Richard Ritenbaugh, reflecting upon the end-time proclivity of "running to and fro" like so many ants, concludes that this life's rushed tempo is not something of God. He did not intend for us to live in such a fast-paced, stress-filled world. We need to cultivate the practice of slowing down, getting out of the …
We cannot hear God speak when we are distracted by other things. The best environment to hear what God is trying to tell us is one of peace and quiet.
In these tumultuous times, if we really want to know what God is trying to tell us, we need to calm down, be still, and listen intently to His Word.
Only when we are still can we truly concentrate on knowing God. When our lives are upside-down, confusion and chaos reign, making spiritual growth difficult.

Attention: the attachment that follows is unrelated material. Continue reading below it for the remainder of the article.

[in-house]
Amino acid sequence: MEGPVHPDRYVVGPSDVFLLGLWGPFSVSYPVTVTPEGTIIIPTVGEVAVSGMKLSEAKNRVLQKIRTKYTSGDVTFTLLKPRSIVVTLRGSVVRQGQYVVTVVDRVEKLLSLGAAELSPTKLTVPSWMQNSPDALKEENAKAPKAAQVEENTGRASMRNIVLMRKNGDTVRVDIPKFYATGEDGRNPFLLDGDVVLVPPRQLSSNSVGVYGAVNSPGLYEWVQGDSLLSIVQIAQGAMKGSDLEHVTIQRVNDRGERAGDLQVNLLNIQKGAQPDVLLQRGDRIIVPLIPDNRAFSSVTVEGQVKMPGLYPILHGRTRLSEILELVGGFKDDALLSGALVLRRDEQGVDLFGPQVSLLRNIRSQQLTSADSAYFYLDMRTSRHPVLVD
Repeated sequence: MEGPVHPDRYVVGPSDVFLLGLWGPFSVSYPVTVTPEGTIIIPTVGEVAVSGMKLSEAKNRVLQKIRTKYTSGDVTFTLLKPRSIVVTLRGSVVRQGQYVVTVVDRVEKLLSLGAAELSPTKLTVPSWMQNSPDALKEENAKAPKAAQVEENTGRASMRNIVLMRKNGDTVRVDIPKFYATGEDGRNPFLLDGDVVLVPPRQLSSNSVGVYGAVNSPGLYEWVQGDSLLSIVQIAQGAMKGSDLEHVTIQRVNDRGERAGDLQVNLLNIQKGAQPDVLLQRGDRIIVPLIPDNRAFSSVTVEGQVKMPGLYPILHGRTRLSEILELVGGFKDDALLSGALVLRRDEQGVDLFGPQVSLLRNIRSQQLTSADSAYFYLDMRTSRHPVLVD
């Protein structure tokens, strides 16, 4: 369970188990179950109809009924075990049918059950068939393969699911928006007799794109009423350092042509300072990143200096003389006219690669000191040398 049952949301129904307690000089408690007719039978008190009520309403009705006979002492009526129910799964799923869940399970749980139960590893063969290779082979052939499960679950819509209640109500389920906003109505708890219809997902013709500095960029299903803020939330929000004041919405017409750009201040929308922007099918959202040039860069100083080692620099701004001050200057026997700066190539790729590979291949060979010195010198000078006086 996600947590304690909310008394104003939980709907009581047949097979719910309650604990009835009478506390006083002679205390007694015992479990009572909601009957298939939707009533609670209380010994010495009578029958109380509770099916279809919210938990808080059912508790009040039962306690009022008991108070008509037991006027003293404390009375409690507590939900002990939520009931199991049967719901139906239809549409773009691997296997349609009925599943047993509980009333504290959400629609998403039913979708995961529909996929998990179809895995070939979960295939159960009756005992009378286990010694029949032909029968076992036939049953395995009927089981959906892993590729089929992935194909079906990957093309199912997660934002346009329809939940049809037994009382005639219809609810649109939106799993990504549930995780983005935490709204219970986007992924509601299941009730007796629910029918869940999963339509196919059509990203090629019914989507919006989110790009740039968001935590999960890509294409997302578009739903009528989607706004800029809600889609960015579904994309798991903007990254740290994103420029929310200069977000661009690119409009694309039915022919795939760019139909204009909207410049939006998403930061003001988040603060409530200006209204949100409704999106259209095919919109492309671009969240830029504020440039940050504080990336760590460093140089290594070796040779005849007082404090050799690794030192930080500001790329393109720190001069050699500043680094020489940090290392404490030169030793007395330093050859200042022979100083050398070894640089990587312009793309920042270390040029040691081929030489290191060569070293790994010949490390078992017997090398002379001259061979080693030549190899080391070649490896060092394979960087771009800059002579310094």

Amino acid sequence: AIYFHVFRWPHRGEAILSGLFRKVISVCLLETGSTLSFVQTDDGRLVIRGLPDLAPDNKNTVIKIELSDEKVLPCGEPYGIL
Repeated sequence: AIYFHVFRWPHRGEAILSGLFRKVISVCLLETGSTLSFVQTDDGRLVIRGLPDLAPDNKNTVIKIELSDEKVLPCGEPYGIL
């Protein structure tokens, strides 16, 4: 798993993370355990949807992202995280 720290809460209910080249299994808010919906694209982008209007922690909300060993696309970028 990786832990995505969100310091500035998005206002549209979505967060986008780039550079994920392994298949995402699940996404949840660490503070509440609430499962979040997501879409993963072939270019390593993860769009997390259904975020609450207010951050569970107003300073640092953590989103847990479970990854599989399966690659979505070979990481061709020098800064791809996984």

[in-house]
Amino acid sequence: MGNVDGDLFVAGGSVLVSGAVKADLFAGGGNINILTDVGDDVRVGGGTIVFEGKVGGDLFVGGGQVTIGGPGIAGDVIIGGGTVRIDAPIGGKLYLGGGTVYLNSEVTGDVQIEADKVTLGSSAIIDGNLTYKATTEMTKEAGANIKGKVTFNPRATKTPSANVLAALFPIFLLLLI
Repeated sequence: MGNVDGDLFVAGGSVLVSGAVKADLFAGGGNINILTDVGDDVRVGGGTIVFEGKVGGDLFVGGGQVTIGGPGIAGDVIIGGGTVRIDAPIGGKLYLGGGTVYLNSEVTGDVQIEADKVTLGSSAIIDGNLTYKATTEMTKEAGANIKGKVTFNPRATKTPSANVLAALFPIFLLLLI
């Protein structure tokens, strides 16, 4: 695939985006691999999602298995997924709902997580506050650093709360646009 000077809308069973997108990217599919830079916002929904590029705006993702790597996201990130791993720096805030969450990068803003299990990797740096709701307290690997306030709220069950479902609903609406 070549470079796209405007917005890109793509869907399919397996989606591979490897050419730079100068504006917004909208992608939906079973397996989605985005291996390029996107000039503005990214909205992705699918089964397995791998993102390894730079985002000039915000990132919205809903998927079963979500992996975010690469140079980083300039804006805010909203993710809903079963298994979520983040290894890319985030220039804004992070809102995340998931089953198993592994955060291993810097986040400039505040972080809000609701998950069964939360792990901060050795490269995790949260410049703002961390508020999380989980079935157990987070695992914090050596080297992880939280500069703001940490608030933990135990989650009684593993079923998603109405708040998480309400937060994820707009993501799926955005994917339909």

Peace is almost impossible to achieve, much less to find, in hectic times. We must come out of that confused, pulsating lifestyle before we can have real peace.
If we will simply sit still, be patient, and let events run their course without trying to interfere in them, we will soon learn how God works.
We tend to think of being still just in terms of movement, but it also includes ceasing to talk as an excess of speech is both wearisome and stressful.
We need to be on guard against dissipating our energy, becoming over-immersed in activity and busyness to the point of losing overall effectiveness.
Richard Ritenbaugh, drawing from the abundant sheep metaphors extant throughout the Bible, focuses specifically upon the sheepdog analogy—a metaphor pertaining, in its broadest sense, to anyone who engages in God's work or harvest, but more specifically to an ordained minister or elder, actively engaged fulltime in the …
God put up with the foibles of Abraham, Samson, David, Job, and others, allowing them time to repent and build character. We need to develop this godly trait.